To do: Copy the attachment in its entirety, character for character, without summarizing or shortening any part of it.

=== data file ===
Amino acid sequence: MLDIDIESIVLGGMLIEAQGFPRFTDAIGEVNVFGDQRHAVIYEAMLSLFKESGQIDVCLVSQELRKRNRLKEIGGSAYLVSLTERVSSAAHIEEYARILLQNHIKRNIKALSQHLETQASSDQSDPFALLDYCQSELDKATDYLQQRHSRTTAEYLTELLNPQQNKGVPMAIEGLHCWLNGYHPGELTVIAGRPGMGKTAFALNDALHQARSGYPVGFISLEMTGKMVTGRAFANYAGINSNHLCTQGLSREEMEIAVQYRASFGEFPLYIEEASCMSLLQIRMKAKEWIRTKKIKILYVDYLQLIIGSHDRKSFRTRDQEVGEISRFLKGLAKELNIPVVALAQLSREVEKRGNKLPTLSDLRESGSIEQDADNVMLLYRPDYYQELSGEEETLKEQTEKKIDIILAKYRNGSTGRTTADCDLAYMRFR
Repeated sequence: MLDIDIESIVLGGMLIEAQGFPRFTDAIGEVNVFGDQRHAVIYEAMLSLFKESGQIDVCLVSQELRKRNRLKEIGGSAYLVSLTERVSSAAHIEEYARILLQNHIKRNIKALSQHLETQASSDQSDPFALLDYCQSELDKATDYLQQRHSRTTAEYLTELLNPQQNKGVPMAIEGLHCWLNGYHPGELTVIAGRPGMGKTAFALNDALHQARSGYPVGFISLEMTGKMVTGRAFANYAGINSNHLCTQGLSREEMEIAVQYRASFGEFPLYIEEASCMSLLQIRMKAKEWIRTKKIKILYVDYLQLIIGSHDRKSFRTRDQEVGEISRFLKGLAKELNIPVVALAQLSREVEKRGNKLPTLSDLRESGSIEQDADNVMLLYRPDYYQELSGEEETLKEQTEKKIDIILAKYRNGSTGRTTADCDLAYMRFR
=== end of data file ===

Amino acid sequence: MLDIDIESIVLGGMLIEAQGFPRFTDAIGEVNVFGDQRHAVIYEAMLSLFKESGQIDVCLVSQELRKRNRLKEIGGSAYLVSLTERVSSAAHIEEYARILLQNHIKRNIKALSQHLETQASSDQSDPFALLDYCQSELDKATDYLQQRHSRTTAEYLTELLNPQQNKGVPMAIEGLHCWLNGYHPGELTVIAGRPGMGKTAFALNDALHQARSGYPVGFISLEMTGKMVTGRAFANYAGINSNHLCTQGLSREEMEIAVQYRASFGEFPLYIEEASCMSLLQIRMKAKEWIRTKKIKILYVDYLQLIIGSHDRKSFRTRDQEVGEISRFLKGLAKELNIPVVALAQLSREVEKRGNKLPTLSDLRESGSIEQDADNVMLLYRPDYYQELSGEEETLKEQTEKKIDIILAKYRNGSTGRTTADCDLAYMRFR
Repeated sequence: MLDIDIESIVLGGMLIEAQGFPRFTDAIGEVNVFGDQRHAVIYEAMLSLFKESGQIDVCLVSQELRKRNRLKEIGGSAYLVSLTERVSSAAHIEEYARILLQNHIKRNIKALSQHLETQASSDQSDPFALLDYCQSELDKATDYLQQRHSRTTAEYLTELLNPQQNKGVPMAIEGLHCWLNGYHPGELTVIAGRPGMGKTAFALNDALHQARSGYPVGFISLEMTGKMVTGRAFANYAGINSNHLCTQGLSREEMEIAVQYRASFGEFPLYIEEASCMSLLQIRMKAKEWIRTKKIKILYVDYLQLIIGSHDRKSFRTRDQEVGEISRFLKGLAKELNIPVVALAQLSREVEKRGNKLPTLSDLRESGSIEQDADNVMLLYRPDYYQELSGEEETLKEQTEKKIDIILAKYRNGSTGRTTADCDLAYMRFR